Pardon and Parole in Prohibition-Era New York: Discretionary Justice in the Administrative State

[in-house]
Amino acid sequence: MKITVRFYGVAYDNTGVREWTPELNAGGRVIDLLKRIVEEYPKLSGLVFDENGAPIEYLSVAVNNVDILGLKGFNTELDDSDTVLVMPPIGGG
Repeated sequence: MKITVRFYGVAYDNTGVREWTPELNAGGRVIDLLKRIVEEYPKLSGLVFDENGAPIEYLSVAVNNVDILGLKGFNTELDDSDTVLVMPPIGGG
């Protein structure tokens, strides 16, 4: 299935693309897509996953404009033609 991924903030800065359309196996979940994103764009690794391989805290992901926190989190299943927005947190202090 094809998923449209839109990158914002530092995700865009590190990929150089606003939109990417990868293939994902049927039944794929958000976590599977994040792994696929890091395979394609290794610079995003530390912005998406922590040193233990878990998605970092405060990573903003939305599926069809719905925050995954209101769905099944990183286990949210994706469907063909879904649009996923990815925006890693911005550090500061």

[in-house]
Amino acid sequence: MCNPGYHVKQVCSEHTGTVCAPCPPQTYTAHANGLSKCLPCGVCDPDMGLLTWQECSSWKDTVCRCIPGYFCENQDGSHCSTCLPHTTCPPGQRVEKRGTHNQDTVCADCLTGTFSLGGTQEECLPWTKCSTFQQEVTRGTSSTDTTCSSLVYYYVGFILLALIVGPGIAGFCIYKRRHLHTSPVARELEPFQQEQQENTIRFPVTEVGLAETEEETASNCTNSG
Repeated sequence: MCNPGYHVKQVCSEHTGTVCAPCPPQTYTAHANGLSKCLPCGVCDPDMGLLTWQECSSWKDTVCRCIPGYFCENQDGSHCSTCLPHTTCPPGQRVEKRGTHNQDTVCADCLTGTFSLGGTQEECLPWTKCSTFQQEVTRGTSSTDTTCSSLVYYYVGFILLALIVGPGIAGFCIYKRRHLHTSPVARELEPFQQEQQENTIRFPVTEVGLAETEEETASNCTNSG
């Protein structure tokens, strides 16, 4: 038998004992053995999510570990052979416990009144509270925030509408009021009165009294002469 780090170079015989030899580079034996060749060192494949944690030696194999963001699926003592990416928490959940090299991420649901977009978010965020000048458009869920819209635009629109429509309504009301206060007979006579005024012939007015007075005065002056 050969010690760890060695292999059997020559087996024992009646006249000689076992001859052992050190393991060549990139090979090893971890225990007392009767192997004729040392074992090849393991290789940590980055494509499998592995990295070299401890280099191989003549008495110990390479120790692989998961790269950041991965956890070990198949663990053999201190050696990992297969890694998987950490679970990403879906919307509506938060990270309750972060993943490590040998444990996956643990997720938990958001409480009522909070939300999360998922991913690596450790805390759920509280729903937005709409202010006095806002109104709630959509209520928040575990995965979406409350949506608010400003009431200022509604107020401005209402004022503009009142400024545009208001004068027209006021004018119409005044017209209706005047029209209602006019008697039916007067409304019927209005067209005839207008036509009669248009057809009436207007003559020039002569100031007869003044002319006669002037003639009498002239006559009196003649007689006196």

Historians of early-modern England and British colonies have productively applied Douglas Hay’s germinal study of mercy. In contrast, historians of the United States have overlooked the utility of the conceptual tools Hay provided to prize open the mitigation of punishment across time and place. In the decade that followed the First World War, disputes over the proper role of mercy and administrative discretion were as heated as they were in Hanoverian England. In Jazz Age New York, fears of...[Show more]
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